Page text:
The demographic, socio-economic and cultural factors influencing non-marital fertility in Makueni District, Kenya
Masua, Jackson Musau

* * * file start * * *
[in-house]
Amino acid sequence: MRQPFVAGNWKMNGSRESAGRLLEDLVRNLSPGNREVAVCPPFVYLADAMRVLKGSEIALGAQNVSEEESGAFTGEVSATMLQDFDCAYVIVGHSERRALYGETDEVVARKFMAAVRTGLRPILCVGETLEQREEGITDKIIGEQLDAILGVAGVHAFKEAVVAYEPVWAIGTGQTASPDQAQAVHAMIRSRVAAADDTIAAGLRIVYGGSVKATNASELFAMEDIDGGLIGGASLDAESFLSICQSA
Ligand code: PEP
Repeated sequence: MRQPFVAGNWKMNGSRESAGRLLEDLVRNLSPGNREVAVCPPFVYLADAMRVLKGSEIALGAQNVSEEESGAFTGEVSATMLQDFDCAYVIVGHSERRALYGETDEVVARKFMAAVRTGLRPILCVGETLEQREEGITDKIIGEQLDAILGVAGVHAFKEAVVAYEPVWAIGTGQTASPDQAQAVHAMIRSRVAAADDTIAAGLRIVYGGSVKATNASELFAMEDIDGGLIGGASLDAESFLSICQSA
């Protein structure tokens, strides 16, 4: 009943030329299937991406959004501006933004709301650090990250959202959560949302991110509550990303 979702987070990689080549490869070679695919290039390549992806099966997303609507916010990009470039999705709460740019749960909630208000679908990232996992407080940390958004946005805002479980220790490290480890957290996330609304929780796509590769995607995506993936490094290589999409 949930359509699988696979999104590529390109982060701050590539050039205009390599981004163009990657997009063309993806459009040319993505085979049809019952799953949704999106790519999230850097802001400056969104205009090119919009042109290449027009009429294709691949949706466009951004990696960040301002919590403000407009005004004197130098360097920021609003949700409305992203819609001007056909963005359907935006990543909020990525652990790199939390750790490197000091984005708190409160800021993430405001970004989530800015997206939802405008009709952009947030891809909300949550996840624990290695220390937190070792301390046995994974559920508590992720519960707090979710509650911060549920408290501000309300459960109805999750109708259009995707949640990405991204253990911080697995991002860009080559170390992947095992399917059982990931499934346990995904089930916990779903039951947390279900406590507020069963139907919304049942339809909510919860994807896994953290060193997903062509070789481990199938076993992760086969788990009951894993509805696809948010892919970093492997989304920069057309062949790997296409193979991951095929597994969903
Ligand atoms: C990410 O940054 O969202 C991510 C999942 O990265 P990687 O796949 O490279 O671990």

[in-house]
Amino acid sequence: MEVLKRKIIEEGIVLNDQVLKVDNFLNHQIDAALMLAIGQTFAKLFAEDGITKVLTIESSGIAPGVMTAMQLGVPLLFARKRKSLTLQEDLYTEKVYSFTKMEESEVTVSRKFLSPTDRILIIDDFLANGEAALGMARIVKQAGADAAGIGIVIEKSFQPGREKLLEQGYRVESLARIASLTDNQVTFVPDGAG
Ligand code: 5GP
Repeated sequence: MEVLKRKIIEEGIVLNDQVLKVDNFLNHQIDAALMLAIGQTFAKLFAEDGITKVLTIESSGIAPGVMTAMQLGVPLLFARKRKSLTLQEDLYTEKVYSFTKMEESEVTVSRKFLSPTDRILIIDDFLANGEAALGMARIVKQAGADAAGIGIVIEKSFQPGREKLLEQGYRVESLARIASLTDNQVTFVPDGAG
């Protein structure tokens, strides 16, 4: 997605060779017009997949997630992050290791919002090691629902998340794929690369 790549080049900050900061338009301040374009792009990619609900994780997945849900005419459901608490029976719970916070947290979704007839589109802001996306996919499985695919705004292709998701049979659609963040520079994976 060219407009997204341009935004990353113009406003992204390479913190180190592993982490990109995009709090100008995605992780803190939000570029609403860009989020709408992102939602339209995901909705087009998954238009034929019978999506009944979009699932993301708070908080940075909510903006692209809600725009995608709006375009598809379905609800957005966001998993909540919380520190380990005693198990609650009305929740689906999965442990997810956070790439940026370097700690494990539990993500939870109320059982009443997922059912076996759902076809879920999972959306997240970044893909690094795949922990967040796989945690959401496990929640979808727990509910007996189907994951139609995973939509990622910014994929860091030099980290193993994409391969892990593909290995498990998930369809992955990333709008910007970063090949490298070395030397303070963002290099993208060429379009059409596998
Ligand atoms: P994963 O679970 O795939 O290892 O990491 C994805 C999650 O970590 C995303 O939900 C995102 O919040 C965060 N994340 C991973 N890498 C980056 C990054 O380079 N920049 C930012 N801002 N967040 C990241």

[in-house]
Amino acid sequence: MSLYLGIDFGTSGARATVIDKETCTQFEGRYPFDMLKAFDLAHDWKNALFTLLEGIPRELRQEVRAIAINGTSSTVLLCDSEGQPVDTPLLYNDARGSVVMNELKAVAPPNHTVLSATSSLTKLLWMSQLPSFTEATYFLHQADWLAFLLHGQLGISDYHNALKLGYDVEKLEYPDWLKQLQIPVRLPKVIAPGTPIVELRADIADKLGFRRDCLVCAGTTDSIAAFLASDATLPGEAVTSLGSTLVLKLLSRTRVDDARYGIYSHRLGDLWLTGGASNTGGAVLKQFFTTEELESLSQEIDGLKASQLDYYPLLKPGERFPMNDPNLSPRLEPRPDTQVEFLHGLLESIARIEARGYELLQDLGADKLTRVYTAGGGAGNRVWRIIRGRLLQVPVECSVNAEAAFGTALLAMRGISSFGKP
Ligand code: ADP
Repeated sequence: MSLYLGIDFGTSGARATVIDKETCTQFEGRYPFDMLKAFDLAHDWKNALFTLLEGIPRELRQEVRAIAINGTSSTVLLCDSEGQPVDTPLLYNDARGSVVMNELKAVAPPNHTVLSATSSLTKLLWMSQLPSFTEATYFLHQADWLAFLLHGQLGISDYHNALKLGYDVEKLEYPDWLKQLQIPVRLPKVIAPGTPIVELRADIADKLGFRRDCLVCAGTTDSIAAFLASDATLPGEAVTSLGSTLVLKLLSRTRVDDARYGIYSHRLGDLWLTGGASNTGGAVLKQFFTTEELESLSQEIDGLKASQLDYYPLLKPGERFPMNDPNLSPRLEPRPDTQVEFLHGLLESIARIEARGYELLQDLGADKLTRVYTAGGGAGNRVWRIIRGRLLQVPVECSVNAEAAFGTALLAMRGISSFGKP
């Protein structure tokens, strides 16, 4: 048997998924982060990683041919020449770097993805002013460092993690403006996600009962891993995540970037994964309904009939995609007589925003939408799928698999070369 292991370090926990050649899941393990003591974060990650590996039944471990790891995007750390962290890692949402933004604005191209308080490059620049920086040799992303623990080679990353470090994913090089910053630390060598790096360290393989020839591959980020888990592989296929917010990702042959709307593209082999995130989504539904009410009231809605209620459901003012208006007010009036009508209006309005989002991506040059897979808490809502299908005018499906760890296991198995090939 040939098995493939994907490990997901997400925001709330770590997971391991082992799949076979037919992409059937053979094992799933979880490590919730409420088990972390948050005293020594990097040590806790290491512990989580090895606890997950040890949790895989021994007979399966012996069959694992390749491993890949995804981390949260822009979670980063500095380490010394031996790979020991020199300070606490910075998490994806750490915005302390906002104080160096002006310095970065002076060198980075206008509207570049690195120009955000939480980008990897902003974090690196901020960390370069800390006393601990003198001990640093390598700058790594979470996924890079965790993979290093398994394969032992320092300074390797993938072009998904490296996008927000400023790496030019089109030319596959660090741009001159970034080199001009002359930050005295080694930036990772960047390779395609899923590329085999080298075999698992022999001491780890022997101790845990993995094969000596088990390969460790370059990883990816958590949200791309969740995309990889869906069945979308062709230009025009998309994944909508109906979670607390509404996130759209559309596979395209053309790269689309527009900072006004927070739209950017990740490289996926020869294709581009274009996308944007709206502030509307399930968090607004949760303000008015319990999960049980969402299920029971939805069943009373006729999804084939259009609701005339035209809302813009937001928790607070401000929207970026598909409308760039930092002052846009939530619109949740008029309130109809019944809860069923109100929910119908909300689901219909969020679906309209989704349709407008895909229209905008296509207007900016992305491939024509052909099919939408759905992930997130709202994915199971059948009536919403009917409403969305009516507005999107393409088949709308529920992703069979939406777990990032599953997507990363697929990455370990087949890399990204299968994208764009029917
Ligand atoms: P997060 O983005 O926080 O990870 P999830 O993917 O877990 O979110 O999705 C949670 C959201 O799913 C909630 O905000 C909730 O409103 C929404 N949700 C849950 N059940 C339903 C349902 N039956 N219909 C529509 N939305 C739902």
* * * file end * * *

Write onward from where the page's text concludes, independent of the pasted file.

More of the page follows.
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Fertility has been and is a major determinant of population growth in Kenya. The country has witnessed increasing levels of non-marital fertility The rates are high for the unmarried women (KDHS, 2003). While the majority of non-marital births occur to women aged 18 years and older, little is known about the factors that influence their decisions to have children out of wedlock. Hence the main objective of this study was to investigate the factors influencing non-marital fertility in Makueni District of Kenya. A rural -peri-urban appraisal survey design was adopted targeting women aged between 15 to 49 years who had non-marital births. A total of 120 women from the study areas were included in the sample. The primary data on the demographic, socio-economic and cultural factors that influenced non-marital fertility in the district were collected using questionnaires, focus group discussions and interviews then analyzed using the Statistical Package for Social Sciences (SPSS) and presented using: Frequency tables, Percentages and histograms. Chi-square test (x2) was used to test the proposed hypotheses at a significance level of 0.05. Correlation analysis was used to determine the relationship between age at sex debut, age at first child, number of likely fathers and non-marital births. The findings from the study revealed that, there are high proportions of nonmarital births and female headed families in Makueni District; majority of whom are single (60%), divorced (23.3%), cohabiting (10%) or widowed (6.7%).Results on correlation relationship between age at sex debut and age at first child birth revealed a positive correlation (0.565) indicating that women who engaged in pre-marital sex while young gave birth to their first child while young. The results further revealed a correlation coefficient of (0.784), between the number of children per mother and the number of likely fathers to the children, which suggests that, the total number of nonmarital births is positively correlated to the number of likely fathers. It was also revealed that there was a negative correlation of (- 0.124) between age at first child and the total number of children per mother, meaning that women who delay to get their first child were likely to have few non-marital births with age. Demographic factors such as: age of respondent, age at sex debut and age at first child birth were found to significantly influent non-marital fertility. Similarly the following socio-economic factors were also found significant. These include: family background (parents level of education and occupation), respondents level of education and occupation, child's likely fathers level of education and occupation, prior-knowledge on reproductive health and sexuality before age 18, mass media influence and age of partner at sexual debut. Cultural shifts, changing family values, gender roles, debut of sexual behaviour and contraceptive use were also significant. From the FGD's it was revealed that non-marital births have implications to the mothers and their children. The mothers experienced social stigma, low education achievement, economic hardship, and shortage of time with their children and stress while the children experienced the problem of indiscipline, personality development, social stigma, low educational achievement and unstable living conditions. From the study findings it was recommended that the government should target young children and especially the girls from disadvantaged families and ensure that they get quality education. It should also increase entrepreneurial education and labour market opportunities for the unmarried mothers, promote responsive childbearing behaviour, provide reproductive / sexual information, engage the media by promoting programmes that discourage non- marital sex and increase public awareness on the consequences of non-marital pregnancies.